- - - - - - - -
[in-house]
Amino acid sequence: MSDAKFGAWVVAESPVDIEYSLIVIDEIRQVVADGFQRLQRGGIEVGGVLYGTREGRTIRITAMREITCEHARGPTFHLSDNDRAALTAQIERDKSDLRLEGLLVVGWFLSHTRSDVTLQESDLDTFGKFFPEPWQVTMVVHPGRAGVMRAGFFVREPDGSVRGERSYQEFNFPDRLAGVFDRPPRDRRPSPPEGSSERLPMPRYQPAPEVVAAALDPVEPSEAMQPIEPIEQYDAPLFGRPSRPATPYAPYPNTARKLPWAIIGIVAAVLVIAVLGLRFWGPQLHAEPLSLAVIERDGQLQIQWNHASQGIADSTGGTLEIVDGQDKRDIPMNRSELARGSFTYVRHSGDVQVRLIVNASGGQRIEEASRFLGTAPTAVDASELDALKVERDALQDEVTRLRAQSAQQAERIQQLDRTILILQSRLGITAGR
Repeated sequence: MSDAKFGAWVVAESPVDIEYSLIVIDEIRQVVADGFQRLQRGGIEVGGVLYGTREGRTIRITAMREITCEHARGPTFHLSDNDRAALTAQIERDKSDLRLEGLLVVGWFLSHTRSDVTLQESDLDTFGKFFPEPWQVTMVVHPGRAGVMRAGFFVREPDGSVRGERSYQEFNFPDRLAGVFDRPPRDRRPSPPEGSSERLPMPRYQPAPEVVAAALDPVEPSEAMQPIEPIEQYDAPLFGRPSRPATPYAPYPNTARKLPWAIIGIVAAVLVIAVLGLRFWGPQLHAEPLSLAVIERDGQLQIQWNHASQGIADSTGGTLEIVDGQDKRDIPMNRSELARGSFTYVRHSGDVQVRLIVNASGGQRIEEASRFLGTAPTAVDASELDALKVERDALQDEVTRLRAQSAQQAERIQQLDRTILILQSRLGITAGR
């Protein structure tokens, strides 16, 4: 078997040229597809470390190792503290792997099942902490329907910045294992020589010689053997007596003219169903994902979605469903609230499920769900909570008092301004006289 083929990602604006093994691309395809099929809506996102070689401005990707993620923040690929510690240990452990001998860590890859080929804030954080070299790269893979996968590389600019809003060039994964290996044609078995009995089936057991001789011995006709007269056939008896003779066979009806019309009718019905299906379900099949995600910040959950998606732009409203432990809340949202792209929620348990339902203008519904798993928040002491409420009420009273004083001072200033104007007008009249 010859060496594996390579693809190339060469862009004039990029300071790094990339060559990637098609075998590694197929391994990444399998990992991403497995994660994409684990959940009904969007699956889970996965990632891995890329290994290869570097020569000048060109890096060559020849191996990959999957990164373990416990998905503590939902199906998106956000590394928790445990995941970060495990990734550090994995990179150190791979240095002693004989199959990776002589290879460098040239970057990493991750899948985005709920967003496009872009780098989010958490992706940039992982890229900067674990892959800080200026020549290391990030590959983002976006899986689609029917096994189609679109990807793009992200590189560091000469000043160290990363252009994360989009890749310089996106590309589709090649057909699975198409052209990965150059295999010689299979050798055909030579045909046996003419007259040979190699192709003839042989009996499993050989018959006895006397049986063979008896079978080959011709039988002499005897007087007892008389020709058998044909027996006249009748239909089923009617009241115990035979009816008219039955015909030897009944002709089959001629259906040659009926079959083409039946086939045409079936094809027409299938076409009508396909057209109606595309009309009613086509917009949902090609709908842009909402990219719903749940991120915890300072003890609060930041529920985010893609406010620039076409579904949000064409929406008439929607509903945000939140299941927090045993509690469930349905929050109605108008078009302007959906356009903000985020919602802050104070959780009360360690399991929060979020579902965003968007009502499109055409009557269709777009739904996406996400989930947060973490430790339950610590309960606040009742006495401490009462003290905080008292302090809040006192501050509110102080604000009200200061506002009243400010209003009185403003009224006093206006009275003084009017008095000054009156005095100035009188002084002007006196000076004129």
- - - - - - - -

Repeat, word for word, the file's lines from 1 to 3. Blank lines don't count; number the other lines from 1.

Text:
[in-house]
Amino acid sequence: MSDAKFGAWVVAESPVDIEYSLIVIDEIRQVVADGFQRLQRGGIEVGGVLYGTREGRTIRITAMREITCEHARGPTFHLSDNDRAALTAQIERDKSDLRLEGLLVVGWFLSHTRSDVTLQESDLDTFGKFFPEPWQVTMVVHPGRAGVMRAGFFVREPDGSVRGERSYQEFNFPDRLAGVFDRPPRDRRPSPPEGSSERLPMPRYQPAPEVVAAALDPVEPSEAMQPIEPIEQYDAPLFGRPSRPATPYAPYPNTARKLPWAIIGIVAAVLVIAVLGLRFWGPQLHAEPLSLAVIERDGQLQIQWNHASQGIADSTGGTLEIVDGQDKRDIPMNRSELARGSFTYVRHSGDVQVRLIVNASGGQRIEEASRFLGTAPTAVDASELDALKVERDALQDEVTRLRAQSAQQAERIQQLDRTILILQSRLGITAGR
Repeated sequence: MSDAKFGAWVVAESPVDIEYSLIVIDEIRQVVADGFQRLQRGGIEVGGVLYGTREGRTIRITAMREITCEHARGPTFHLSDNDRAALTAQIERDKSDLRLEGLLVVGWFLSHTRSDVTLQESDLDTFGKFFPEPWQVTMVVHPGRAGVMRAGFFVREPDGSVRGERSYQEFNFPDRLAGVFDRPPRDRRPSPPEGSSERLPMPRYQPAPEVVAAALDPVEPSEAMQPIEPIEQYDAPLFGRPSRPATPYAPYPNTARKLPWAIIGIVAAVLVIAVLGLRFWGPQLHAEPLSLAVIERDGQLQIQWNHASQGIADSTGGTLEIVDGQDKRDIPMNRSELARGSFTYVRHSGDVQVRLIVNASGGQRIEEASRFLGTAPTAVDASELDALKVERDALQDEVTRLRAQSAQQAERIQQLDRTILILQSRLGITAGR